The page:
House says it didn’t alert MPs targeted in Chinese hack because there was ‘no cybersecurity impact’ – CBC.ca

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Members of Parliament targeted in a suspected China-backed espionage campaign weren’t informed because the attack was thwarted and didn’t affect them, says a spokesperson for the Speaker’s office.

The statement comes a day after parliamentarians called out the government for not informing them that they had been targeted for a pixel reconnaissance cyber attack launched by a suspected Beijing-controlled entity back in 2021.   

The Communications Security Establishment, the Canadian agency responsible for foreign signals intelligence, cyber operations and cyber security, said Tuesday it received that information in June of 2022 and shared it with House of Commons and Senate officials shortly after.

Mathieu Gravel, spokesperson for the Office of the Speaker of the House of Commons, said their cyber security team then investigated.

“The House of Commons cybersecurity team works directly with Members of Parliament when they are affected by malicious and cyber threats … in this case, it determined that the risk mitigation measures in place had successfully prevented any attack,” he said.

“There were no cybersecurity impacts to any members or their communications.”

That statement wasn’t good enough for Conservative MP Garnett Genuis, one of the MPs targeted.

“Fundamentally, Parliamentarians should have been told and were not,” he said Tuesday night. 

“House of Commons IT is not supposed to be expected to do the work of our security and intelligence agencies, and the government had a responsibility to inform us.”

WATCH | Politicians targeted by China-backed hackers demand answers

Politicians targeted by China-backed hackers demand answers

21 hours ago

Duration 2:07

Canadian MPs and senators are demanding answers after learning they were targeted by China-backed hackers in 2021, but weren’t told by the government.

On Monday, Canadian members of the Inter-Parliamentary Alliance on China (IPAC) said the Federal Bureau of Investigation told the international organization that some of its members had been targeted by the group Advanced Persistent Threat 31 (APT31), a group Western allies assert is an arm of China’s Ministry of State Security.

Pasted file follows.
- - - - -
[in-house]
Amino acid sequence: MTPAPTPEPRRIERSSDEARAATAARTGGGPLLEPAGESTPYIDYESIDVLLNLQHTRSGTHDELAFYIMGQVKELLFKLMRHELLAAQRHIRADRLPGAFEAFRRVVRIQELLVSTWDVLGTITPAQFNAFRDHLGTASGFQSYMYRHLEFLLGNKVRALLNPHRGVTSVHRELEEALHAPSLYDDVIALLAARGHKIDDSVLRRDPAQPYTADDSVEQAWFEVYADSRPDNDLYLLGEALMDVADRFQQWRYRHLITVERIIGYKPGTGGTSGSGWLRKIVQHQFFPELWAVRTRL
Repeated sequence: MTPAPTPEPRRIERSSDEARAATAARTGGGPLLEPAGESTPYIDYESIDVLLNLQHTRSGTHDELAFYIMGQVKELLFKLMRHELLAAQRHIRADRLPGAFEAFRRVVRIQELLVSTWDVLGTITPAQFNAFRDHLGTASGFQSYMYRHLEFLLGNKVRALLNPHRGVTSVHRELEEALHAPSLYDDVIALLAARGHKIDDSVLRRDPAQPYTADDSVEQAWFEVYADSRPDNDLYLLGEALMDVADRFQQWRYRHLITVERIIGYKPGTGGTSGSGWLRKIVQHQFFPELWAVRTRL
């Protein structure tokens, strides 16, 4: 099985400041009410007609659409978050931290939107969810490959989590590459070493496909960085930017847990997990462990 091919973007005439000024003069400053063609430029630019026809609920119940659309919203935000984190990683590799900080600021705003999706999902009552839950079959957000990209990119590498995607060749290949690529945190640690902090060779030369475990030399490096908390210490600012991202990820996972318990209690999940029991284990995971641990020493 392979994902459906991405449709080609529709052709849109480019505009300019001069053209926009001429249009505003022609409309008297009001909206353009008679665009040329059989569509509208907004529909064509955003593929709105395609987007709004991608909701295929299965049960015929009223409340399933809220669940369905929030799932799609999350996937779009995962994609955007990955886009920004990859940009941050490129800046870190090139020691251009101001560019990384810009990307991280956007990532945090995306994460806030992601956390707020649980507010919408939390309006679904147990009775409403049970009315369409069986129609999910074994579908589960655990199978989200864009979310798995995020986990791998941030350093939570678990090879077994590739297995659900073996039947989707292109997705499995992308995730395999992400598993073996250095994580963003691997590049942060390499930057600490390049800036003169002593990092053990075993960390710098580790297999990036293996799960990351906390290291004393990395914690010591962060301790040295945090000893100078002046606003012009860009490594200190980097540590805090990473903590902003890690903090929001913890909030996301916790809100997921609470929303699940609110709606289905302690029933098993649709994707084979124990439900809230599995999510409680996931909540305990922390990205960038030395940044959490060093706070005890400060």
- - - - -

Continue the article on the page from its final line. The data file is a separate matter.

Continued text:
Pixel attacks use malware embedded in an image to send information back to the attacker with basic information about the target, including IP addresses and which computer network systems they use. They can be used to help attackers set up more damaging attacks down the road.  

18 Canadian politicians targeted, says MP

Genuis said IPAC’s executive director told him last week that he and 17 other Canadians had been targeted.

Citing privacy reasons, Genuis didn’t name all of the Canadians on that list. So far, Liberals MPs John McKay and Judy Sgro, Conservative MPs James Bezan, Stephanie Kusie and Tom Kmiec and Sen. Marilou McPhedran have come forward to say they were targeted.

“I can’t see a good reason for not telling people that they’re being targeted, especially when those people are parliamentarians,” said McPhedran.

CSE initially wouldn’t comment on a specific cyber incident. After some pushback, it revealed Tuesday that it had shared the information with the House of Commons and Senate years ago. The CSE statement said the House briefed and informed MPs with a “general message.”